The board of directors of the National Collegiate Athletic Association (NCAA) has granted the largest college athletic programs in the country with partial autonomy. The move, approved by the board in a 16-2 vote, could allow members of the NCAA's five wealthiest conferences to provide benefits to student-athletes beyond scholarships and increased health care coverage.
Who knew an employee could dress down the owner of the company with profanity (while angrily pushing aside a chair, no less) and get away with it? The National Labor Relations Board - that's who! Last week, on remand from the Ninth Circuit, the NLRB in Plaza Auto Center, Inc., 360 NLRB No. 117 (2014), again found that an employer violated the National Labor Relations Act by terminating an employee for a tirade during which the employee cursed at the owner, called him profanity-laced names, and, within the confines of a small enclosed office, pushed a chair aside to underscore his point.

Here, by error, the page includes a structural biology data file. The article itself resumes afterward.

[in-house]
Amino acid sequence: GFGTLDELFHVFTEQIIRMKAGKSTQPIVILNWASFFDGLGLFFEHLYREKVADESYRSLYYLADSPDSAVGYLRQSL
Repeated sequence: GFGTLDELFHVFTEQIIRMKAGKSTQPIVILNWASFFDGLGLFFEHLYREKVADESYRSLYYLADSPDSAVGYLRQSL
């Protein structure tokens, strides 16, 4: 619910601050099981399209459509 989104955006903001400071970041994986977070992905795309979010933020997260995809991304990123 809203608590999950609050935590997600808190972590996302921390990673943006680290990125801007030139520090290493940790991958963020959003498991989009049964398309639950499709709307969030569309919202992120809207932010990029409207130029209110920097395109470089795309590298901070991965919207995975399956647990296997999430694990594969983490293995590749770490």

Union elections are a disruptive time for any company. While employers do have an opportunity to campaign against union certification prior to the union certification votes, many managers and human resources professionals would argue that the entire process is skewed in favor of unions. This is why it was particularly troubling in February 2014 when the National Labor Relations Board (NLRB) signaled its intent to once again consider the expedited elections procedures it previously attempted to enact in 2011.
Has it been more than a year or two since you reviewed and revised your company's employee handbook? If so, now may be a good time to do so. The following are a few policies on which you may want to concentrate in light of recent employment law developments: